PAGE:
SPIE's 2017 Advanced Lithography Conference kicked off in San Jose, California and respesentatives from Intel and Samsung said that Extreme ultraviolet (EUV is making significant progress, although hurdles remain.
Last October, Samsung announced plans announced to use EUV for its 7nm node, but it has yet to say how and when. Intel remains more sceptical, remaining loayal to its previous plan that it will use EUV
only be used when it is ready.
Intel's Britt Turkot leads the company's EUV program and presented
eight core EUV programs currently ready, including a pellicle covering for EUV wafers currently in development, and a new tool for inspecting EUV masks.
Samsung described an EUV mask inspection tool suitable for 7nm that it has been developing in house. Turkot said the lack of such tools from third parties would not prevent use of EUV but could reduce yields and increase costs.
Late last year Samsung produced its first EUV masks with five or fewer defects, a level making them suitable for repair.
With ever-smaller feature sizes being designed, from 22nm to 10nm, with features 1/10 the size of the wavelength of the exposure tool, mask makers continuously advance resolution and reduce defects.
Dr. Frank Abboud, Vice President Technology Manufacturing Group and General Manager, Intel Mask Operation, noted that photomasks act as diffractive optical elements in the lithography process: they modify all parameters of impingent light including intensity, direction, phase, and polarization. Extreme Ultraviolet (EUV) sources are, in Abbouds words, "More disruptive to the mask shop than the wafer fab. Almost every module in the mask shop is touched", including blank preparation, fiducial mark patterning, device patterning, black-border patterning, and metrology/characterization.
Looking ahead to answer the question of whether mask makers are ready for EUV, Abboud described the Intel Mask Operation approach to adopting EUV lithography through supply chain development, consortia, collaboration, co-development and internal programs. The results include full field EUV pellicles demonstrated in 2014 and product reticles shipped in 2016. There have been continuous improvements with champion results reported as 2 defects at 38nm scale, which allows one to map the defects, move and cover the defects, and thus avoid the defects in practice. Abboud noted how electron-beam technology is being adopted in EUV mask defect repairs.
Over time, more of the photomask work is done at internal (captive) mask shops like at Intel, with VLSI predicting mask volume will decrease 10%, but cost will increase 30% over the next few years, primarily driven by the capital spending necessary to shift to EUV. However, Abboud assured the SPIE plenary audience that, "The next technology paradigm -- EUV -- will not be gated by mask."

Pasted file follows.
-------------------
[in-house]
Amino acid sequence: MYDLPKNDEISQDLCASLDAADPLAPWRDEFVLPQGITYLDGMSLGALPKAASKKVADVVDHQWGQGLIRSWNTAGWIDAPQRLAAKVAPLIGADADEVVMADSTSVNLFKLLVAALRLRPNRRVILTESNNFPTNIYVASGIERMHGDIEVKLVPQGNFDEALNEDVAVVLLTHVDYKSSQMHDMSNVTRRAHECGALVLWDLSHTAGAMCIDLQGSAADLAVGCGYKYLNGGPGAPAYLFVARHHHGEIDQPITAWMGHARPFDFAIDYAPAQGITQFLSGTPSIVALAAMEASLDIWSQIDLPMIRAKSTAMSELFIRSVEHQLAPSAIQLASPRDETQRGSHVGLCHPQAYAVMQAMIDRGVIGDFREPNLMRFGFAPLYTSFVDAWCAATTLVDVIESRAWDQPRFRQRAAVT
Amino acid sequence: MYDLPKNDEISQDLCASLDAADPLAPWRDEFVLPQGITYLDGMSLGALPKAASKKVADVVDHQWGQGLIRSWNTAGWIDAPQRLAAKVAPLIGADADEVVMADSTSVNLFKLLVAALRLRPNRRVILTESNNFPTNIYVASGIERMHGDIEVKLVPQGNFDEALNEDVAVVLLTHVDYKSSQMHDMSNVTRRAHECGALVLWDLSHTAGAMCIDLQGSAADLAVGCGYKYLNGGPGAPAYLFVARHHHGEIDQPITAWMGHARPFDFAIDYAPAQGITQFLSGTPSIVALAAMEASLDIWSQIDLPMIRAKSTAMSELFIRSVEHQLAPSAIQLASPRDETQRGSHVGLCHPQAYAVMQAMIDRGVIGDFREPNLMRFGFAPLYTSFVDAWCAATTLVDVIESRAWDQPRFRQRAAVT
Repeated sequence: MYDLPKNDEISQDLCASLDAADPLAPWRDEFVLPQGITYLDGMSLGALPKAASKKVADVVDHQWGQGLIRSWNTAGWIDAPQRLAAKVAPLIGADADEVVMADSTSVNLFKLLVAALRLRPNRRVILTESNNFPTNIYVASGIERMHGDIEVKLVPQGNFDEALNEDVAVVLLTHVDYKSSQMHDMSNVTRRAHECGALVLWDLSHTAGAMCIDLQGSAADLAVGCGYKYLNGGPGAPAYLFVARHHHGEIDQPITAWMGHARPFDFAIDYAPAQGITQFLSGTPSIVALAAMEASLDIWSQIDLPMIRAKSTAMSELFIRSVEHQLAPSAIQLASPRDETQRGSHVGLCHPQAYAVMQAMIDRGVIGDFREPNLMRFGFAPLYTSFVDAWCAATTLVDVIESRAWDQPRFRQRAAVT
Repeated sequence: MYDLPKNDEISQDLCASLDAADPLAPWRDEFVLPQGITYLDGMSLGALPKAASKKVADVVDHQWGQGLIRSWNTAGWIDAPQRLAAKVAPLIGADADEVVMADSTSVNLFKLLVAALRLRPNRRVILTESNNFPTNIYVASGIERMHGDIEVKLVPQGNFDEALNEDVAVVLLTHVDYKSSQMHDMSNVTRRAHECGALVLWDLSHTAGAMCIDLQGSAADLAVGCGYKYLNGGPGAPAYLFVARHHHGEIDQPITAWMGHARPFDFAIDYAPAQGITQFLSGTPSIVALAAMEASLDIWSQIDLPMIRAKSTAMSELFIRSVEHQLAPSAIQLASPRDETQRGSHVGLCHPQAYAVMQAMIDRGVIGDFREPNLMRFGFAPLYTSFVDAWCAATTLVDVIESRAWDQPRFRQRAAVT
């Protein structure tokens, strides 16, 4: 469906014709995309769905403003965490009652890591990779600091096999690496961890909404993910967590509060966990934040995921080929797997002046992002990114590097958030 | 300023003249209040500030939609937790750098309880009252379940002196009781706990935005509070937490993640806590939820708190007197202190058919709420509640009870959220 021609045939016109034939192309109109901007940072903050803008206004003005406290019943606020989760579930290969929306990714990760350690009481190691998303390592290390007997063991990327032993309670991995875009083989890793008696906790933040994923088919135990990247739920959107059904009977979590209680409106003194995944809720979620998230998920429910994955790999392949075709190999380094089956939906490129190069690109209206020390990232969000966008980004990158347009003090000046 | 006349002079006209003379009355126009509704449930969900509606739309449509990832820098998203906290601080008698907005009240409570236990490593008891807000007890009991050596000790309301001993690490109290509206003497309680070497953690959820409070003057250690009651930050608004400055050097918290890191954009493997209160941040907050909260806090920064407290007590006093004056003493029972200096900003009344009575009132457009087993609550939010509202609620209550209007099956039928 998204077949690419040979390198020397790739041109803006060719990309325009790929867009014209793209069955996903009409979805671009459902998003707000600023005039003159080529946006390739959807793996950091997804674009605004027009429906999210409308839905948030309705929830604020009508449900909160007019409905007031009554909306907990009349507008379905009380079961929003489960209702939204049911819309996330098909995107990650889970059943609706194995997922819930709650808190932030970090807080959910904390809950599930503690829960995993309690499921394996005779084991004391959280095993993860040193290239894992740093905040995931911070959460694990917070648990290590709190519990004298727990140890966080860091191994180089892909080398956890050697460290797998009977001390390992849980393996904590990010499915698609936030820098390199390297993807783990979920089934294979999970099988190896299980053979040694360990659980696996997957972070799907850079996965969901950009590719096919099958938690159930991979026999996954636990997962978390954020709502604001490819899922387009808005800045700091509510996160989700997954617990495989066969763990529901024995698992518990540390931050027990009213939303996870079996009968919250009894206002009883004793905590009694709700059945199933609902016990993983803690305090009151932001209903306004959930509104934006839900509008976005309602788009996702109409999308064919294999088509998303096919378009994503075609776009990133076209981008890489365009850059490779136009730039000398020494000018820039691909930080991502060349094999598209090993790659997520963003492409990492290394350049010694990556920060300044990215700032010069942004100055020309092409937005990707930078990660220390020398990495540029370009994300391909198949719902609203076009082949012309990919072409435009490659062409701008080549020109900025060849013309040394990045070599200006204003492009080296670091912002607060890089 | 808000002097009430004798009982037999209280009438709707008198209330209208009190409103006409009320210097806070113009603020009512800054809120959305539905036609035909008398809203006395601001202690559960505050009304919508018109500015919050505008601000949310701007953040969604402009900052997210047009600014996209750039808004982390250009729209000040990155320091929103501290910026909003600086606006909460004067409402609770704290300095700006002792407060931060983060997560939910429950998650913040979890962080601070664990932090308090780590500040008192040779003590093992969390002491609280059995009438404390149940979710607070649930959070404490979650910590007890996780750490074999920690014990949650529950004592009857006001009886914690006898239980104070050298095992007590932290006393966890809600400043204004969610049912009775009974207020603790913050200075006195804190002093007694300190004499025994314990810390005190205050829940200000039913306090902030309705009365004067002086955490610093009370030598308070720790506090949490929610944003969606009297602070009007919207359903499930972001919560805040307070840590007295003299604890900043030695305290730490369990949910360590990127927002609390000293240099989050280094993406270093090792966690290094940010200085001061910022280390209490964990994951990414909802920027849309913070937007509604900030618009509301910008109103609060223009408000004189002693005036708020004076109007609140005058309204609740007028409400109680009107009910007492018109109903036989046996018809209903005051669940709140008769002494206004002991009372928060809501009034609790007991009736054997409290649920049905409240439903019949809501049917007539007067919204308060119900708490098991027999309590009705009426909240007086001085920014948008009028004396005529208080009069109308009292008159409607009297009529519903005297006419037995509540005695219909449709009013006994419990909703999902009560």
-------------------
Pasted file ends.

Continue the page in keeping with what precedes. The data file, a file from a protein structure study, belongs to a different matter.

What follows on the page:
Intel shipped to its wafer fab its first product-quality EUV masks last year. Its EUV mask pilot line has created multiple defect-free EUV reticles at 14, 10 and 7nm, said Turkot.
Another serious hurdle in the EUV lithography process is the performance and reliability of the EUV equipment. Both Intel and Samsung experts agreed EUV source power has made significant strides toward a 250W target. However, there is still a gap between the 210W lab demonstration EUV maker ASML reported late last year and the 130W performance of the best systems in the field. Turkot said that
the lifetimes of droplet generators and collectors in the light source has lengthened and become more predictable. Overall EUV uptimes are improving but not fast enough, she said.
The latest ASML 3350B systems were available more than 75 percent of the time by the end of last year, up about five percent from the prior year's results.
Turkot expressed optimism that pellicles to keep defects off EUV wafers are progressing with new pilot films ramping and production films in development. Samsung's Kim said new pellicle materials are needed to withstand 250W production scanners.
Photoresist materials are hitting performance targets for 7nm but need greater sensitivity for production use. The chemicals will not be a limiter for using EUV but could be in the future if advances cannot handle line-edge roughness and edge placement, Turkot said.
Currently, 14 EUV systems are now in use worldwide, and six of them are 3350Bs, Turkot added.